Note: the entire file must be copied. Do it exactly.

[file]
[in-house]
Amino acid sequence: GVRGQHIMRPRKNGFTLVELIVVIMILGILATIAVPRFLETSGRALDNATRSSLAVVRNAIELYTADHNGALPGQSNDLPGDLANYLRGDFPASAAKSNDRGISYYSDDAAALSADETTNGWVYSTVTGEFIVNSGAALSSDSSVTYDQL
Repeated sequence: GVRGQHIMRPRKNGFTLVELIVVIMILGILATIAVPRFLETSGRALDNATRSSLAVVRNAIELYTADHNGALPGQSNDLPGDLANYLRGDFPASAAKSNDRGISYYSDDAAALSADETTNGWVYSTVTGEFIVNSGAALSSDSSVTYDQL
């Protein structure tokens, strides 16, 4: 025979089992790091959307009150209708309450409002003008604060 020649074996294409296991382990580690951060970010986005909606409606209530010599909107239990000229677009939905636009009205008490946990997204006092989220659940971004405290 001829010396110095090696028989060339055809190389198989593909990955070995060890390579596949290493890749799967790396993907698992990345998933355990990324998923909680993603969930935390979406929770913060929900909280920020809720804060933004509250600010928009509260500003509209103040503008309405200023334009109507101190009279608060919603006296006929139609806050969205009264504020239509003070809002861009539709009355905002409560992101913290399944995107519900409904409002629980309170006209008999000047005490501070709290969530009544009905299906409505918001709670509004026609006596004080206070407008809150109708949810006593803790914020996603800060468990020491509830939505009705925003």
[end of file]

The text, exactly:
[in-house]
Amino acid sequence: GVRGQHIMRPRKNGFTLVELIVVIMILGILATIAVPRFLETSGRALDNATRSSLAVVRNAIELYTADHNGALPGQSNDLPGDLANYLRGDFPASAAKSNDRGISYYSDDAAALSADETTNGWVYSTVTGEFIVNSGAALSSDSSVTYDQL
Repeated sequence: GVRGQHIMRPRKNGFTLVELIVVIMILGILATIAVPRFLETSGRALDNATRSSLAVVRNAIELYTADHNGALPGQSNDLPGDLANYLRGDFPASAAKSNDRGISYYSDDAAALSADETTNGWVYSTVTGEFIVNSGAALSSDSSVTYDQL
């Protein structure tokens, strides 16, 4: 025979089992790091959307009150209708309450409002003008604060 020649074996294409296991382990580690951060970010986005909606409606209530010599909107239990000229677009939905636009009205008490946990997204006092989220659940971004405290 001829010396110095090696028989060339055809190389198989593909990955070995060890390579596949290493890749799967790396993907698992990345998933355990990324998923909680993603969930935390979406929770913060929900909280920020809720804060933004509250600010928009509260500003509209103040503008309405200023334009109507101190009279608060919603006296006929139609806050969205009264504020239509003070809002861009539709009355905002409560992101913290399944995107519900409904409002629980309170006209008999000047005490501070709290969530009544009905299906409505918001709670509004026609006596004080206070407008809150109708949810006593803790914020996603800060468990020491509830939505009705925003």